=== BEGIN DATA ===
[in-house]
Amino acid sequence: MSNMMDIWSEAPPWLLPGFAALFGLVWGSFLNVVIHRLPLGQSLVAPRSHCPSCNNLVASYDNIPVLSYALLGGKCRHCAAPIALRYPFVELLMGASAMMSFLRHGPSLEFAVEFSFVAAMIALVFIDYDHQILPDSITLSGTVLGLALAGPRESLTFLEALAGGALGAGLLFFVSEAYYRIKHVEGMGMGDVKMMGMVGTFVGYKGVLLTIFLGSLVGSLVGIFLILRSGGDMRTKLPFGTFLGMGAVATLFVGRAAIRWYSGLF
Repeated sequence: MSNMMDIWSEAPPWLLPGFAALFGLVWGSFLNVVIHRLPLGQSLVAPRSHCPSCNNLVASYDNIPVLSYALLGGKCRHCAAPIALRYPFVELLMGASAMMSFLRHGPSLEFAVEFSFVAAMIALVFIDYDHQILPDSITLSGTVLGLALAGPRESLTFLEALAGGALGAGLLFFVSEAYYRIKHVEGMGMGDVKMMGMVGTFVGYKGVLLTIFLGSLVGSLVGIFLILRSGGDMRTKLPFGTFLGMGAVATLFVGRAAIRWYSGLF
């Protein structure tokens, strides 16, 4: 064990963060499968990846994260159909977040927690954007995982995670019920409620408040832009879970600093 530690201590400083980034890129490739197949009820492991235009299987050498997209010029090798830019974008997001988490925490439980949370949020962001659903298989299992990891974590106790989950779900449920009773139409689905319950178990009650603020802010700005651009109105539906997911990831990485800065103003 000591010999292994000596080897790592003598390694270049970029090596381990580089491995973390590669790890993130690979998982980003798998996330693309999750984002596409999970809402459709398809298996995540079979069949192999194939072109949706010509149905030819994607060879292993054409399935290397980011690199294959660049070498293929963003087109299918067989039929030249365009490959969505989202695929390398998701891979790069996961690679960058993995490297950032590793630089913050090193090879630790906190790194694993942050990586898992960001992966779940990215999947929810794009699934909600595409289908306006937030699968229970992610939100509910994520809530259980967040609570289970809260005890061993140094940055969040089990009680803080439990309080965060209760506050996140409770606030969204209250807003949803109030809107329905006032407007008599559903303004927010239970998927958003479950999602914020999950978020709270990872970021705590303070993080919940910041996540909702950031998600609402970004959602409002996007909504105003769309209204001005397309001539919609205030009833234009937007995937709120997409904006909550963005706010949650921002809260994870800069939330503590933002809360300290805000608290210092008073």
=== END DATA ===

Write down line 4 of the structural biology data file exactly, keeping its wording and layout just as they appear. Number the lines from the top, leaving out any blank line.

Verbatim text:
């Protein structure tokens, strides 16, 4: 064990963060499968990846994260159909977040927690954007995982995670019920409620408040832009879970600093 530690201590400083980034890129490739197949009820492991235009299987050498997209010029090798830019974008997001988490925490439980949370949020962001659903298989299992990891974590106790989950779900449920009773139409689905319950178990009650603020802010700005651009109105539906997911990831990485800065103003 000591010999292994000596080897790592003598390694270049970029090596381990580089491995973390590669790890993130690979998982980003798998996330693309999750984002596409999970809402459709398809298996995540079979069949192999194939072109949706010509149905030819994607060879292993054409399935290397980011690199294959660049070498293929963003087109299918067989039929030249365009490959969505989202695929390398998701891979790069996961690679960058993995490297950032590793630089913050090193090879630790906190790194694993942050990586898992960001992966779940990215999947929810794009699934909600595409289908306006937030699968229970992610939100509910994520809530259980967040609570289970809260005890061993140094940055969040089990009680803080439990309080965060209760506050996140409770606030969204209250807003949803109030809107329905006032407007008599559903303004927010239970998927958003479950999602914020999950978020709270990872970021705590303070993080919940910041996540909702950031998600609402970004959602409002996007909504105003769309209204001005397309001539919609205030009833234009937007995937709120997409904006909550963005706010949650921002809260994870800069939330503590933002809360300290805000608290210092008073």